Co-operative Bank of Kenya’s net profit grew 5.8 percent in the half year ended June to Sh12.1 billion as interest expenses expanded faster compared to income from lending and non-lending sources.
The bank had posted a net income of Sh11.4 billion a year earlier. Total interest income increased 11.9 percent to Sh31.9 billion, helped by the loan book expanding by 10.7 percent to Sh365.3 billion.
The bank’s investment in government debt securities also increased from Sh183.1 billion to Sh188.4 billion, contributing to the interest income pool.
Co-op Bank’s chief executive Gideon Muriuki said the performance fits with the lender’s strategy of pursuing sustainable growth.
“The strong performance by the bank is in line with the group’s strategic focus on sustainable growth, resilience, and agility,” Mr Muriuki said in a statement on Thursday.
“The group continues to pursue strategic initiatives that focus on resilience and growth in the various economic sectors.”
Co-op Bank’s non-interest income rose 3.9 percent to Sh13.8 billion, partly aided by transactions on its mass-market mobile wallet MCo-op Cash.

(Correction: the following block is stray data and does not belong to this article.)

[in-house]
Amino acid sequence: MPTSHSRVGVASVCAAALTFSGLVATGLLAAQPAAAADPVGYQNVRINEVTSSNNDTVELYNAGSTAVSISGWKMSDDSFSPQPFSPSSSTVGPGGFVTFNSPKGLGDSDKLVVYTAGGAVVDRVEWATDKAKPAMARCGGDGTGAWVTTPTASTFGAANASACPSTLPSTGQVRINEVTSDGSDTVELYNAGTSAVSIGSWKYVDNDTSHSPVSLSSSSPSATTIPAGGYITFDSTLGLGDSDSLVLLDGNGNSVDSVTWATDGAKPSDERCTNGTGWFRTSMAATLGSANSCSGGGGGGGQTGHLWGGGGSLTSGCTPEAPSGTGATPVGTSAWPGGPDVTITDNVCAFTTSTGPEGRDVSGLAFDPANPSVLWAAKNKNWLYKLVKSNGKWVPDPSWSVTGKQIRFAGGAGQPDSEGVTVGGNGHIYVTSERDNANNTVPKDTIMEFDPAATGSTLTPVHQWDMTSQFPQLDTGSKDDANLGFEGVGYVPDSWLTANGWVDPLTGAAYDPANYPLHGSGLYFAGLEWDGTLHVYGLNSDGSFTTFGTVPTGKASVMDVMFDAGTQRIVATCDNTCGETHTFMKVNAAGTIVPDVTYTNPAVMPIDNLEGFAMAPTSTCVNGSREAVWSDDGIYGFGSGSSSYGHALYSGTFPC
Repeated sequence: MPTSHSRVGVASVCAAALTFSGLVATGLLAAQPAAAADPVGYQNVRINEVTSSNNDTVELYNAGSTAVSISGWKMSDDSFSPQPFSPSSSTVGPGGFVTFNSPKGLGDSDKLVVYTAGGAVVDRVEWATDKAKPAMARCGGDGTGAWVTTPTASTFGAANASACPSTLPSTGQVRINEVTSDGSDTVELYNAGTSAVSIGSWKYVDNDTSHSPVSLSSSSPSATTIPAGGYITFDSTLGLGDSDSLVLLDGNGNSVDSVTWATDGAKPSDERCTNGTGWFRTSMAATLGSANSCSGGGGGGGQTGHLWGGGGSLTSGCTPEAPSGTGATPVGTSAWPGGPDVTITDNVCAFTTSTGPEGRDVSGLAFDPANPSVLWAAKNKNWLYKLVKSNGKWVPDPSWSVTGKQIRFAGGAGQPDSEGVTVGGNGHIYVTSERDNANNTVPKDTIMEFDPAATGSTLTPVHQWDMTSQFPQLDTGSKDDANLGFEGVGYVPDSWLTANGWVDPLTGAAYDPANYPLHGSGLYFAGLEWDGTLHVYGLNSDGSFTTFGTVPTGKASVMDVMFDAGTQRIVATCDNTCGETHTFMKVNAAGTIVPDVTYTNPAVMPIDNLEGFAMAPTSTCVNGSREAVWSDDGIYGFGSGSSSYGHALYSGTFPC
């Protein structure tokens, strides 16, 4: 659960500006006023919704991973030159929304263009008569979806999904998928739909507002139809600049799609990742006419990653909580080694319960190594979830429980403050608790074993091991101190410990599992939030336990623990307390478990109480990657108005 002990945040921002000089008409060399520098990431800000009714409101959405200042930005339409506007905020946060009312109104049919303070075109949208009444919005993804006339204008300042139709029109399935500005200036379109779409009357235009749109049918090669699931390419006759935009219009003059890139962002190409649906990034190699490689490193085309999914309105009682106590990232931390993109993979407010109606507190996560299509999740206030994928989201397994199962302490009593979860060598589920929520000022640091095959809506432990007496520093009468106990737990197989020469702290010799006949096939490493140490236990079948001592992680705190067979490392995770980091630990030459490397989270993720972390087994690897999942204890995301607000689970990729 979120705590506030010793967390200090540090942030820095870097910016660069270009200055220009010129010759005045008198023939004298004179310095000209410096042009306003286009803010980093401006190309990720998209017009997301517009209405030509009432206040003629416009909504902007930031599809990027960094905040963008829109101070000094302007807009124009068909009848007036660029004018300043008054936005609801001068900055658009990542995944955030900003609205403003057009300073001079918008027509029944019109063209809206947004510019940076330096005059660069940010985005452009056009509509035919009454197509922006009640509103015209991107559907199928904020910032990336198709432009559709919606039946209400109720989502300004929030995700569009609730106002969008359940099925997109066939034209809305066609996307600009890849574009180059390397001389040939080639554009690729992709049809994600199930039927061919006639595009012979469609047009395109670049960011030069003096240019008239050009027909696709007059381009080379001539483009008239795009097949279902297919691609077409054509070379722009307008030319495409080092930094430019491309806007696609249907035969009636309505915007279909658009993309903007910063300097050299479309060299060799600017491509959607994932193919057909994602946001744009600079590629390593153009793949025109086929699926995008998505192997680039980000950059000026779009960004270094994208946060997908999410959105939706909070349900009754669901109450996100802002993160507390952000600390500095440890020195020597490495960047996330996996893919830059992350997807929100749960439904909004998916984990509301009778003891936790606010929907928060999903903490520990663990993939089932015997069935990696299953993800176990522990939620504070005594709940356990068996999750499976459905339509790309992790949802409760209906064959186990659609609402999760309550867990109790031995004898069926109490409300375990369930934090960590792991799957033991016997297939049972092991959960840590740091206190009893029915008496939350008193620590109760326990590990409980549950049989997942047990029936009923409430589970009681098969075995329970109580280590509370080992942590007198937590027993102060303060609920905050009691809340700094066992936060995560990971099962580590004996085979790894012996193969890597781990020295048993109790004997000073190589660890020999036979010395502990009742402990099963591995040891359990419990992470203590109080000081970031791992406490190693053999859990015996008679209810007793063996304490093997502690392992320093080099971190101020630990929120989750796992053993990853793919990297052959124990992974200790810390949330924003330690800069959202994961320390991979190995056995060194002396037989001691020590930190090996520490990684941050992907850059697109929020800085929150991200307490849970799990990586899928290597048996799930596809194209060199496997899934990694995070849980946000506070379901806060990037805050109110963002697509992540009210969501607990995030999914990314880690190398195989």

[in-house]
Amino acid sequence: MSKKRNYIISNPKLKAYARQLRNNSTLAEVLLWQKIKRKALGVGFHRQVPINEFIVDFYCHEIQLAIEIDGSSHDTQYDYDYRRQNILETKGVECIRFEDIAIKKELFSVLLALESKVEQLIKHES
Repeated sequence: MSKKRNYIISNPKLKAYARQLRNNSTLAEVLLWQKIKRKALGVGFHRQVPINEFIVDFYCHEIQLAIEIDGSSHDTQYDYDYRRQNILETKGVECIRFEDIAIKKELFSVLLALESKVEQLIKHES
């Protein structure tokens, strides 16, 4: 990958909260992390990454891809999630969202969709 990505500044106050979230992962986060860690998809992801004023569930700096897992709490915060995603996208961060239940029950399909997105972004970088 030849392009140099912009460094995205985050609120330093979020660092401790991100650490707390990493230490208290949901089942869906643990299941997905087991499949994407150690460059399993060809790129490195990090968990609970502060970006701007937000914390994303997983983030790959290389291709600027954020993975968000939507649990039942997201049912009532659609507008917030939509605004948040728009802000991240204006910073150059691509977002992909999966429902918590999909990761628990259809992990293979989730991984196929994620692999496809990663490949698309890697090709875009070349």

The platform had five million customers registered and Sh41.3 billion in loans disbursed in the review period, amounting to an average of Sh6.9 billion per month.
Interest expenses surged 38.9 percent to Sh10.4 billion amid growth in customer deposits in an environment of rising interest rates on various assets including fixed deposits.
The bank’s customer deposits increased by Sh40.8 billion to Sh463.8 billion, bolstering its funding sources.
Kingdom Bank, in which Co-op Bank has a 90 percent stake, saw its net profit rise 28.6 percent to Sh521.9 million.
Co-op Bank acquired the lender, previously mired in heavy losses, in 2020 via a Sh1 billion rescue deal arranged by the Central Bank of Kenya.